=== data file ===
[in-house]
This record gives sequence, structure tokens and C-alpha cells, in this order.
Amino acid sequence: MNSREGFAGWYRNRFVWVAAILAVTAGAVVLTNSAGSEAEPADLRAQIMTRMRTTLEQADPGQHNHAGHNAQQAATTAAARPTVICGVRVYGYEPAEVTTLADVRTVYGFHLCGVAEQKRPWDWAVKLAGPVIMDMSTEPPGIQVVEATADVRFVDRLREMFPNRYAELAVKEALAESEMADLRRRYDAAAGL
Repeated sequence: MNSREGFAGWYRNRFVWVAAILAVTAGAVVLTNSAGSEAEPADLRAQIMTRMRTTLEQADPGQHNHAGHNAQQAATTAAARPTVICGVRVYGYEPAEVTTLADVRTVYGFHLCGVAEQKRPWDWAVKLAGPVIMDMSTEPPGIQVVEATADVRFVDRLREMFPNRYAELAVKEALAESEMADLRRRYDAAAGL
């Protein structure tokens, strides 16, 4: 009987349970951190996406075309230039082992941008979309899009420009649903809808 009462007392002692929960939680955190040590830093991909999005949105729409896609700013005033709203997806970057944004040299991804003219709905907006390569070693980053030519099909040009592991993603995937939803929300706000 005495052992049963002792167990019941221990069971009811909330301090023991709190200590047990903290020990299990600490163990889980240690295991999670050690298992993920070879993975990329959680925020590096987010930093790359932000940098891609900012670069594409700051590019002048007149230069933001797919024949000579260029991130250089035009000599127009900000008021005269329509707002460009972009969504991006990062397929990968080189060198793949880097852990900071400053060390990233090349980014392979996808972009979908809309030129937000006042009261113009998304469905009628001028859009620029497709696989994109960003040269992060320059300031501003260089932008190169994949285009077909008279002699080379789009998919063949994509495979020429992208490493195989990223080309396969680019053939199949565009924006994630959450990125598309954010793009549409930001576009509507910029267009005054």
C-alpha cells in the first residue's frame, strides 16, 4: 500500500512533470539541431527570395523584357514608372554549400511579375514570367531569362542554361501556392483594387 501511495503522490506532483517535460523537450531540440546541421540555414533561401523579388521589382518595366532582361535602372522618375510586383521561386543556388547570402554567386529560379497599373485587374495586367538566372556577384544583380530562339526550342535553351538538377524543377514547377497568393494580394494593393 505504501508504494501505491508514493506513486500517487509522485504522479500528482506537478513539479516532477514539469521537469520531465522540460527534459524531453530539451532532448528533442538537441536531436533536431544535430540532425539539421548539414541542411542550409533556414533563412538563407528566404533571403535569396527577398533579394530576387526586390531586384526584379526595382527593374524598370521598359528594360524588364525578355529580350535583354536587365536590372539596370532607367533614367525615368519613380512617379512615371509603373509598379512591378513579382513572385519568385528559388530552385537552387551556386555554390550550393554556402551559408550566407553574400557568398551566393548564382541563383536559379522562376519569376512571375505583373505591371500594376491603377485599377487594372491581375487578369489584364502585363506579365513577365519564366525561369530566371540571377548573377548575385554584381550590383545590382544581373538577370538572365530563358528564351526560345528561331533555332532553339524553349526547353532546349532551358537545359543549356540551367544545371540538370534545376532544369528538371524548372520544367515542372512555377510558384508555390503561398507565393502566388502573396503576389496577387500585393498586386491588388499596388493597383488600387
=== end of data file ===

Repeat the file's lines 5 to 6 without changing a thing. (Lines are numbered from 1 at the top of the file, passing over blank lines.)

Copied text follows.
């Protein structure tokens, strides 16, 4: 009987349970951190996406075309230039082992941008979309899009420009649903809808 009462007392002692929960939680955190040590830093991909999005949105729409896609700013005033709203997806970057944004040299991804003219709905907006390569070693980053030519099909040009592991993603995937939803929300706000 005495052992049963002792167990019941221990069971009811909330301090023991709190200590047990903290020990299990600490163990889980240690295991999670050690298992993920070879993975990329959680925020590096987010930093790359932000940098891609900012670069594409700051590019002048007149230069933001797919024949000579260029991130250089035009000599127009900000008021005269329509707002460009972009969504991006990062397929990968080189060198793949880097852990900071400053060390990233090349980014392979996808972009979908809309030129937000006042009261113009998304469905009628001028859009620029497709696989994109960003040269992060320059300031501003260089932008190169994949285009077909008279002699080379789009998919063949994509495979020429992208490493195989990223080309396969680019053939199949565009924006994630959450990125598309954010793009549409930001576009509507910029267009005054």
C-alpha cells in the first residue's frame, strides 16, 4: 500500500512533470539541431527570395523584357514608372554549400511579375514570367531569362542554361501556392483594387 501511495503522490506532483517535460523537450531540440546541421540555414533561401523579388521589382518595366532582361535602372522618375510586383521561386543556388547570402554567386529560379497599373485587374495586367538566372556577384544583380530562339526550342535553351538538377524543377514547377497568393494580394494593393 505504501508504494501505491508514493506513486500517487509522485504522479500528482506537478513539479516532477514539469521537469520531465522540460527534459524531453530539451532532448528533442538537441536531436533536431544535430540532425539539421548539414541542411542550409533556414533563412538563407528566404533571403535569396527577398533579394530576387526586390531586384526584379526595382527593374524598370521598359528594360524588364525578355529580350535583354536587365536590372539596370532607367533614367525615368519613380512617379512615371509603373509598379512591378513579382513572385519568385528559388530552385537552387551556386555554390550550393554556402551559408550566407553574400557568398551566393548564382541563383536559379522562376519569376512571375505583373505591371500594376491603377485599377487594372491581375487578369489584364502585363506579365513577365519564366525561369530566371540571377548573377548575385554584381550590383545590382544581373538577370538572365530563358528564351526560345528561331533555332532553339524553349526547353532546349532551358537545359543549356540551367544545371540538370534545376532544369528538371524548372520544367515542372512555377510558384508555390503561398507565393502566388502573396503576389496577387500585393498586386491588388499596388493597383488600387